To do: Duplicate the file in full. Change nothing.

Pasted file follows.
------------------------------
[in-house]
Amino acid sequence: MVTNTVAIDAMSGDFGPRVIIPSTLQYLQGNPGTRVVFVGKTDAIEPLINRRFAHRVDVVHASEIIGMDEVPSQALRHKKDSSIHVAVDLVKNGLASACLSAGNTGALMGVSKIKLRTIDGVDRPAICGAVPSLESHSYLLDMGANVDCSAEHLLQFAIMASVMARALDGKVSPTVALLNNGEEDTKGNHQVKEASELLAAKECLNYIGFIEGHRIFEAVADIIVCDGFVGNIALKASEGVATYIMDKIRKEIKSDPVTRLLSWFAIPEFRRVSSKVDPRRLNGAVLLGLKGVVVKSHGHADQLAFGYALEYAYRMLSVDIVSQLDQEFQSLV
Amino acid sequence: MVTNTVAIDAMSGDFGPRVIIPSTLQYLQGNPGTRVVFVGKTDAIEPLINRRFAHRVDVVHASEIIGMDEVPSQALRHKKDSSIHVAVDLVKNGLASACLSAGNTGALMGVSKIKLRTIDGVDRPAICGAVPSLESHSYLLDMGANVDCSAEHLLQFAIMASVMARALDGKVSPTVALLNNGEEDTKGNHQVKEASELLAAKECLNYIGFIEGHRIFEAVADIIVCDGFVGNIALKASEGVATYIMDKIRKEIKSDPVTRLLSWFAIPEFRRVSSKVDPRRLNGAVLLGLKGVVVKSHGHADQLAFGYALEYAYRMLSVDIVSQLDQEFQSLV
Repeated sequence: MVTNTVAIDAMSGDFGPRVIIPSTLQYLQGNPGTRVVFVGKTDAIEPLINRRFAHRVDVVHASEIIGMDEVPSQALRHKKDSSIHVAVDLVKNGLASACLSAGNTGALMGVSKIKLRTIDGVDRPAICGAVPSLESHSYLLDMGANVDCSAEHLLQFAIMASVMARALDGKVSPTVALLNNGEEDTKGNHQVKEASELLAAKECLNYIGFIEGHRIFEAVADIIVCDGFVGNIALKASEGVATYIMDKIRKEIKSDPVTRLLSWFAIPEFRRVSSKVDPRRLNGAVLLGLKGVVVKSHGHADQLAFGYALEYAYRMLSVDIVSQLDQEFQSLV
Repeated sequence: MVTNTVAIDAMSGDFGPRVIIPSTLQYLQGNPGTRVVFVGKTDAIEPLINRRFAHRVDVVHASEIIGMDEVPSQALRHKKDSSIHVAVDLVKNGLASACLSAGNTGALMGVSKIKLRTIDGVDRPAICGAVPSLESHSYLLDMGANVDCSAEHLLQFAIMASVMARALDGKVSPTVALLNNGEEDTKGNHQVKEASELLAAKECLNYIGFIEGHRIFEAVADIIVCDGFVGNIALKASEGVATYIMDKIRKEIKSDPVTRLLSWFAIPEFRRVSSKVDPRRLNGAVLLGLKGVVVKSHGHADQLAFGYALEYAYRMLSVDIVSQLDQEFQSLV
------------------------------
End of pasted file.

[in-house]
Amino acid sequence: MVTNTVAIDAMSGDFGPRVIIPSTLQYLQGNPGTRVVFVGKTDAIEPLINRRFAHRVDVVHASEIIGMDEVPSQALRHKKDSSIHVAVDLVKNGLASACLSAGNTGALMGVSKIKLRTIDGVDRPAICGAVPSLESHSYLLDMGANVDCSAEHLLQFAIMASVMARALDGKVSPTVALLNNGEEDTKGNHQVKEASELLAAKECLNYIGFIEGHRIFEAVADIIVCDGFVGNIALKASEGVATYIMDKIRKEIKSDPVTRLLSWFAIPEFRRVSSKVDPRRLNGAVLLGLKGVVVKSHGHADQLAFGYALEYAYRMLSVDIVSQLDQEFQSLV
Amino acid sequence: MVTNTVAIDAMSGDFGPRVIIPSTLQYLQGNPGTRVVFVGKTDAIEPLINRRFAHRVDVVHASEIIGMDEVPSQALRHKKDSSIHVAVDLVKNGLASACLSAGNTGALMGVSKIKLRTIDGVDRPAICGAVPSLESHSYLLDMGANVDCSAEHLLQFAIMASVMARALDGKVSPTVALLNNGEEDTKGNHQVKEASELLAAKECLNYIGFIEGHRIFEAVADIIVCDGFVGNIALKASEGVATYIMDKIRKEIKSDPVTRLLSWFAIPEFRRVSSKVDPRRLNGAVLLGLKGVVVKSHGHADQLAFGYALEYAYRMLSVDIVSQLDQEFQSLV
Repeated sequence: MVTNTVAIDAMSGDFGPRVIIPSTLQYLQGNPGTRVVFVGKTDAIEPLINRRFAHRVDVVHASEIIGMDEVPSQALRHKKDSSIHVAVDLVKNGLASACLSAGNTGALMGVSKIKLRTIDGVDRPAICGAVPSLESHSYLLDMGANVDCSAEHLLQFAIMASVMARALDGKVSPTVALLNNGEEDTKGNHQVKEASELLAAKECLNYIGFIEGHRIFEAVADIIVCDGFVGNIALKASEGVATYIMDKIRKEIKSDPVTRLLSWFAIPEFRRVSSKVDPRRLNGAVLLGLKGVVVKSHGHADQLAFGYALEYAYRMLSVDIVSQLDQEFQSLV
Repeated sequence: MVTNTVAIDAMSGDFGPRVIIPSTLQYLQGNPGTRVVFVGKTDAIEPLINRRFAHRVDVVHASEIIGMDEVPSQALRHKKDSSIHVAVDLVKNGLASACLSAGNTGALMGVSKIKLRTIDGVDRPAICGAVPSLESHSYLLDMGANVDCSAEHLLQFAIMASVMARALDGKVSPTVALLNNGEEDTKGNHQVKEASELLAAKECLNYIGFIEGHRIFEAVADIIVCDGFVGNIALKASEGVATYIMDKIRKEIKSDPVTRLLSWFAIPEFRRVSSKVDPRRLNGAVLLGLKGVVVKSHGHADQLAFGYALEYAYRMLSVDIVSQLDQEFQSLV